New JEP: Switch Expressions for the Java Language

Brian Goetz brian.goetz at
Mon Dec 11 19:59:27 UTC 2017

On 12/11/2017 7:04 AM, Stephen Colebourne wrote:
> At first, my reaction was "great!", but after doing some analysis I'm
> left feeling this isn't going to work well as proposed...
> To summarise the proposal, expression switches get:
> - comma separated OR values
> - case null
> - no fall through
> - enforced default
> - auto default clause for enums
> And statement switches get none of these (AFAICT).

Incorrect on the first two items.  JEP says:

repeated labels: "A case clause *in a switch statement or expression 
*can provide a comma-separated list of alternatives, such as:"

null: "In *a switch expression **or statement *whose whose argument is a 
reference type (boxed primitives, strings, and enums), a case clause can 
can specify null:"

On the other three, these are driven by either intrinsic properties of 
expression-ness, or compatibility:
  - no fall through -- well, fall through doesn't make sense (in its 
unvarnished form) in expression switch.
  - enforced default -- expressions must be total; conditional 
statements can be unbalanced (like if with no else)
  - auto default clause for enums -- can't do that to statement switch, 
it would change the semantics of existing code.

> But if expression switches have no requirement to use the return value
> (as per the rest of Java), then an expression switch can be used in
> all circumstances that a statement switch is used today. And since the
> expression switch would essentially be better than the statement
> switch in every way, I believe best practice would effectively
> deprecate statement switches in most cases.

I think this is mostly a silly argument; just as writing a switch 
statement today which really wants to be an expression is annoying 
(declare the variable up top, assign in each arm), doing the reverse 
with expression switch (ignoring the return value, using the block form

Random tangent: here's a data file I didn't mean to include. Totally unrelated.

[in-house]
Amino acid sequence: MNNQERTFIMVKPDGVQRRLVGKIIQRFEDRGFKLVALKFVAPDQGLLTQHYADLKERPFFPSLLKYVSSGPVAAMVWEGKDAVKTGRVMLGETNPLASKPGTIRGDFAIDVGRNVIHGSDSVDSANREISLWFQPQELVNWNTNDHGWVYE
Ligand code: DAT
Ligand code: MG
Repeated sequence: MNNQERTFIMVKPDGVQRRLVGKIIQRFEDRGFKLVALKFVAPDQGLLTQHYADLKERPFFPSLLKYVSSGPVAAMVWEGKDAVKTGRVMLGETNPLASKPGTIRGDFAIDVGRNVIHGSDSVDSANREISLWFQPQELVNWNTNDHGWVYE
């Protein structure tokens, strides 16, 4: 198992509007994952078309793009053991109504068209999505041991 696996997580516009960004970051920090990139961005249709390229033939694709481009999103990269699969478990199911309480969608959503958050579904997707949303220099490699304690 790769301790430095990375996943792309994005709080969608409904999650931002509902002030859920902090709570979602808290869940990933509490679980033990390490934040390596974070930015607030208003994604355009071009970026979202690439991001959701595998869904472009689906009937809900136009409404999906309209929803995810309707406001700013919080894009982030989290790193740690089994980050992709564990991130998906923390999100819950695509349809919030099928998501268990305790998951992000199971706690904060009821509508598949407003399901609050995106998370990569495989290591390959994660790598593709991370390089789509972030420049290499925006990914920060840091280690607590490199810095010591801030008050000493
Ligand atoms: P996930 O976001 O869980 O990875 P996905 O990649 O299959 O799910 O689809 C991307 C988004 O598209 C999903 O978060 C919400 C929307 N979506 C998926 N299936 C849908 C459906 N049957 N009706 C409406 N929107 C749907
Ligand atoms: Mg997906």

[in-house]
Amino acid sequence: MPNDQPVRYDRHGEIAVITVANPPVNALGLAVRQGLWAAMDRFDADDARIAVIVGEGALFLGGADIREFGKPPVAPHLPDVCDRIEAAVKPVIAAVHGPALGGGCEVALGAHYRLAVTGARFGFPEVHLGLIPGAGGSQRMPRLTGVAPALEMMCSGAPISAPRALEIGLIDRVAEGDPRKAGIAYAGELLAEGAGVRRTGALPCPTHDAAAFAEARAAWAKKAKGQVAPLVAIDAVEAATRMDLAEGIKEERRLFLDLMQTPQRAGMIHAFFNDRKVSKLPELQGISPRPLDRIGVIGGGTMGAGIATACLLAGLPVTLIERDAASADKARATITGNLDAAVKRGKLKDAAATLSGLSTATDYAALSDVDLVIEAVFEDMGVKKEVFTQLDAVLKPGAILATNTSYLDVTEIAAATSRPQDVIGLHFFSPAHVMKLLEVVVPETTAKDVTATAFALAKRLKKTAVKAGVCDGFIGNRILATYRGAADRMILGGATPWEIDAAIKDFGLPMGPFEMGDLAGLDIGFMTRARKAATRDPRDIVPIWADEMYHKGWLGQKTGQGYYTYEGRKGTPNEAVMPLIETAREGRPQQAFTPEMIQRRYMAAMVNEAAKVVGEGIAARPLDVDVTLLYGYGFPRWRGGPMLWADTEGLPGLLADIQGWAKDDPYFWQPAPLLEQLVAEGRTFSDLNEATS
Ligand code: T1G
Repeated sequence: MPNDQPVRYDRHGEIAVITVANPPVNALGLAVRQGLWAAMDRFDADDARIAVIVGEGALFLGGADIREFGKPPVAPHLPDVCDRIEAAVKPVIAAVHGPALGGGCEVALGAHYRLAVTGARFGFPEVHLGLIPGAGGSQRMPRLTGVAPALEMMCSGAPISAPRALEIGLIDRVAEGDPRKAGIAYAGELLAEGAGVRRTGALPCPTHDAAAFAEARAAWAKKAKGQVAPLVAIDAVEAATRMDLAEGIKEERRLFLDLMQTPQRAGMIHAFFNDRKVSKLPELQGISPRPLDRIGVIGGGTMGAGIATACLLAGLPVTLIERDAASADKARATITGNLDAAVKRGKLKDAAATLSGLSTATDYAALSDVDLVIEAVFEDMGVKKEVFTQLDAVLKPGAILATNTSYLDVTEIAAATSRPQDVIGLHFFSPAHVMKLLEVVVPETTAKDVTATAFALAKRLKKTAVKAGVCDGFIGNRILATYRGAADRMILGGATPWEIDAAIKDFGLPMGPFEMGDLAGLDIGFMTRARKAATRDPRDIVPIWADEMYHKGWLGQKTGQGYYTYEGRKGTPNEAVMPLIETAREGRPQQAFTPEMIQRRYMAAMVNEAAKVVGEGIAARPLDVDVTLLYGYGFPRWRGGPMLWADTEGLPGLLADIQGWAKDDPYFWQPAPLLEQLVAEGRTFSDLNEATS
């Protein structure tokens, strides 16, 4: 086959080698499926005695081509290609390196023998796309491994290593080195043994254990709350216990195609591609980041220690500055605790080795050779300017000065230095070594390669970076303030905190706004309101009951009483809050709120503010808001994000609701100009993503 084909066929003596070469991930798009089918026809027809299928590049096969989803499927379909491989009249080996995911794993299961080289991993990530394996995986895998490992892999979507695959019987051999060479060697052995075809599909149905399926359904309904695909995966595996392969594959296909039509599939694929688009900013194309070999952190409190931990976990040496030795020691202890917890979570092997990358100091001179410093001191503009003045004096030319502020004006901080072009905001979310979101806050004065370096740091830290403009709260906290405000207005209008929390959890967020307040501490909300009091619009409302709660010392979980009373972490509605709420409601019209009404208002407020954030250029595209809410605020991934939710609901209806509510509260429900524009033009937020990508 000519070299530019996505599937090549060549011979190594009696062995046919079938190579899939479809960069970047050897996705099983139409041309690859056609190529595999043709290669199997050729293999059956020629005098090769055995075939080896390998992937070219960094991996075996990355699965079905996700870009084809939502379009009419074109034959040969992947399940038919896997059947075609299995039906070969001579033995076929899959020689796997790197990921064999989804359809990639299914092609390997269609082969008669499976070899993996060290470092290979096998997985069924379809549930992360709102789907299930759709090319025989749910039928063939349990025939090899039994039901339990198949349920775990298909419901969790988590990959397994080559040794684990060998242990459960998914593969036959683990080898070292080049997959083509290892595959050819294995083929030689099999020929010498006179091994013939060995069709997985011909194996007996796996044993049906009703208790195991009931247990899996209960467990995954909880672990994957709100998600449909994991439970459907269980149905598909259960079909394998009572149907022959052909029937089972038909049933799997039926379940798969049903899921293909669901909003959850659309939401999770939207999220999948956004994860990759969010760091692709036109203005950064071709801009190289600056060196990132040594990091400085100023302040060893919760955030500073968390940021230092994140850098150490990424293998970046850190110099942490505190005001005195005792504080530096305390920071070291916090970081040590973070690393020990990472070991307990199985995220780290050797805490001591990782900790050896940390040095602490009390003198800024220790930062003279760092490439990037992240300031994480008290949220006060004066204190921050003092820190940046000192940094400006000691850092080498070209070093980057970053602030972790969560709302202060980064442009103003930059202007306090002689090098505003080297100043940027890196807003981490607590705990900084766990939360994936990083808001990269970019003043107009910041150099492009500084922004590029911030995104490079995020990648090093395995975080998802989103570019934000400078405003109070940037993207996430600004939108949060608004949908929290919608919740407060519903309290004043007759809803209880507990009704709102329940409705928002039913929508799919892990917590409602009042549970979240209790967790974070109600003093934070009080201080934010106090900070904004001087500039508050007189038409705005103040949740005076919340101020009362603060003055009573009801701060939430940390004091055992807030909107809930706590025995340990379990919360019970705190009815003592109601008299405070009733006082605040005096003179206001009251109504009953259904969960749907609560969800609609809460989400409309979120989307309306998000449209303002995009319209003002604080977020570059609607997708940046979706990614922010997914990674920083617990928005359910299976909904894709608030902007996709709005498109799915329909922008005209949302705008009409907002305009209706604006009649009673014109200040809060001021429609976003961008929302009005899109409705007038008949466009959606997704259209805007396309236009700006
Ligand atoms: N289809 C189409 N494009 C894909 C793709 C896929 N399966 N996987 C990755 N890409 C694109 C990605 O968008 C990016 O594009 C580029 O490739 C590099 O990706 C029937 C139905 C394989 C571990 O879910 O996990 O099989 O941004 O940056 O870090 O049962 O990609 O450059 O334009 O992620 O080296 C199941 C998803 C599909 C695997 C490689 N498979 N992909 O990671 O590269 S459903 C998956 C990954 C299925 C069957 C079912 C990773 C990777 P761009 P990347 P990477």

for statements) would be equally annoying.

The one reason people might do so is to get away from "break"; the 
others are pretty cornery.  Now I get that people hate the choice of 
fall-through as the default in statement switch, and hate-filled people 
will frequently do self-destructive and stupid things.  But do you 
really think people will prefer to write:

     switch (foo.color) {
         case Color.RED -> {
             System.out.println("It's a red foo!");
             return null;
         case Color.BLUE -> {
             System.out.println("It's a blue foo!");
             return null;
         default -> null;


     switch (foo.color) {
         case Color.RED:
             System.out.println("It's a red foo!"); break;
         case Color.BLUE:
             System.out.println("It's a blue foo!"); break;

Seems like frying-pan-to-fire territory to me.  And, even if they did, 
could you imagine the industry actually blessing that a "best practice" 
(note: that's a trick question, since "best practice" is a meaningless 
term.)  But this is not something good programmers would do.  If you 
want to operate by side-effects, use statements; if you want to produce 
a value, use expressions.  I think most developers understand this.

> I examined the OpenGamma private codebase to see how we use switch.